G4 History: Round 5, the LCD iMac

Huh? Why mention the flat panel iMacs here? Because they're running G4 processors, just like the Power Mac. Apple now offers 700 MHz G4 performance for as little as $1,299 - and an 800 MHz model with a SuperDrive for $1,799. You can't look at the new Power Macs without taking a sideways glance at the G4 iMacs.

G4 History: Round 6

Today Apple finally hit the gigahertz mark - and doubled it. The latest incarnation of the Power Mac G4 looks just like Quicksilver, but inside you'll find a single 800 MHz or 933 MHz G4 - or a pair of 1 GHz G4s.

Entry Level: G4/800

256 MB RAM, 40 GB hard drive, CD-RW, ATI Radeon 7500 video, $1,599. That's $150 less than the old entry-level Power Mac for 10% more horsepower. Or it's 92% of the G4/867's performance at $950 less. Value: excellent if you need a Power Mac and don't need a SuperDrive.

It's also every bit as fast as the top-end iMac, but lacks the SuperDrive and 15" flat panel display. Of course, you can add Apple's 15" flat panel display to the Power Mac for $599 and qualify for a $100 mail-in rebate. However, you cannot order the Power Mac G4/800 with a SuperDrive. Unless you need the expansion slots or internal drive bays, the iMac is a better value.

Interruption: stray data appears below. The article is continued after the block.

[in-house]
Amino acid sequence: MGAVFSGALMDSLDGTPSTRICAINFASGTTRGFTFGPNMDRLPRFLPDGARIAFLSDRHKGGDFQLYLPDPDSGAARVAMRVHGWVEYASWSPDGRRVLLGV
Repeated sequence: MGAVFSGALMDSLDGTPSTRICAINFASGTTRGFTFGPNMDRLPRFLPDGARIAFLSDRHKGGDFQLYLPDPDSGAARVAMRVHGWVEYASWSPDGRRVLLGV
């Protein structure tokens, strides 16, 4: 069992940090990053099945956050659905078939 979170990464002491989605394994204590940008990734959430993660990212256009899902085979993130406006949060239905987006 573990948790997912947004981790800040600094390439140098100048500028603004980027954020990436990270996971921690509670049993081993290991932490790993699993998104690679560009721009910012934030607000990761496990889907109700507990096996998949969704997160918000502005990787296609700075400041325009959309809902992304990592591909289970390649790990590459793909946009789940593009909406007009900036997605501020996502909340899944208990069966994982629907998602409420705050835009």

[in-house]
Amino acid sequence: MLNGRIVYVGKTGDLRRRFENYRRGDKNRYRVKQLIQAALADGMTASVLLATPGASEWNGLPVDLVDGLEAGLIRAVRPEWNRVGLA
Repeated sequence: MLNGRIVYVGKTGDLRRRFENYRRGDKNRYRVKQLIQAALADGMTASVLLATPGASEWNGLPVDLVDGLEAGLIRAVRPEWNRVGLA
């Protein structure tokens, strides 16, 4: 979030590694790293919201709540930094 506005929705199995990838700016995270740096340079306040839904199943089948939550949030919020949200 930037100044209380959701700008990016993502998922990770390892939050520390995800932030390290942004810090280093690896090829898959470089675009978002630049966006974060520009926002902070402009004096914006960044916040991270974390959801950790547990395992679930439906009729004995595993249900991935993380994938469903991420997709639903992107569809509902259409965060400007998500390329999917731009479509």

Middle: G4/933

256 MB RAM, 60 GB hard drive, SuperDrive, Nvidia GeForce 4 video, 2 MB level 3 cache, $2,299. That's $250 less than the old G4/867, give you 7% more CPU horsepower, and the brand new GeForce 4 video card. An excellent value, especially since you can add a 15" LCD display for a net cost of $499 or a 17" one for $799.

Top End: G4/1 GHz Dual

512 MB RAM, 80 GB hard drive, SuperDrive, Nvidia GeForce 4 video, 2 MB level 3 cache, $2,999. That's 25% more CPU horsepower than the old G4/800 Dual plus GeForce 4 video - at $600 less than a comparably equipped G4/800 Dual would have cost you last week. Value: fantastic, especially if you're running OS X to take advantage of both processors.

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Dan Knight has been using Macs since 1986, sold Macs for several years, supported them for many more years, and has been publishing Low End Mac since April 1997. If you find Dan's articles helpful, please consider making a donation to his tip jar.